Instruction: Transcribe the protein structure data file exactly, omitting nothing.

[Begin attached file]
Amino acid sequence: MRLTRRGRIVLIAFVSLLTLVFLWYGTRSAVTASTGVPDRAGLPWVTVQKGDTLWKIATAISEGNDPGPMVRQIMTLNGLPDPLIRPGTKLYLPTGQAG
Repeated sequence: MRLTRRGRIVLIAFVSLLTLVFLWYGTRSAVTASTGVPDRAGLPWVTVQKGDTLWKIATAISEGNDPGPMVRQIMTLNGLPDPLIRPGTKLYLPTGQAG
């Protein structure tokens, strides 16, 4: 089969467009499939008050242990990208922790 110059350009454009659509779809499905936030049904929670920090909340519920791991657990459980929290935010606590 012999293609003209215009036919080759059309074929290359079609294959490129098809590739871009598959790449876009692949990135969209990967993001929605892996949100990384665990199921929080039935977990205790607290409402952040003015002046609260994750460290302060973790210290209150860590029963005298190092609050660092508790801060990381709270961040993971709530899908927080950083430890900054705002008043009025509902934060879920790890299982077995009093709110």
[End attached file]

Amino acid sequence: MRLTRRGRIVLIAFVSLLTLVFLWYGTRSAVTASTGVPDRAGLPWVTVQKGDTLWKIATAISEGNDPGPMVRQIMTLNGLPDPLIRPGTKLYLPTGQAG
Repeated sequence: MRLTRRGRIVLIAFVSLLTLVFLWYGTRSAVTASTGVPDRAGLPWVTVQKGDTLWKIATAISEGNDPGPMVRQIMTLNGLPDPLIRPGTKLYLPTGQAG
């Protein structure tokens, strides 16, 4: 089969467009499939008050242990990208922790 110059350009454009659509779809499905936030049904929670920090909340519920791991657990459980929290935010606590 012999293609003209215009036919080759059309074929290359079609294959490129098809590739871009598959790449876009692949990135969209990967993001929605892996949100990384665990199921929080039935977990205790607290409402952040003015002046609260994750460290302060973790210290209150860590029963005298190092609050660092508790801060990381709270961040993971709530899908927080950083430890900054705002008043009025509902934060879920790890299982077995009093709110």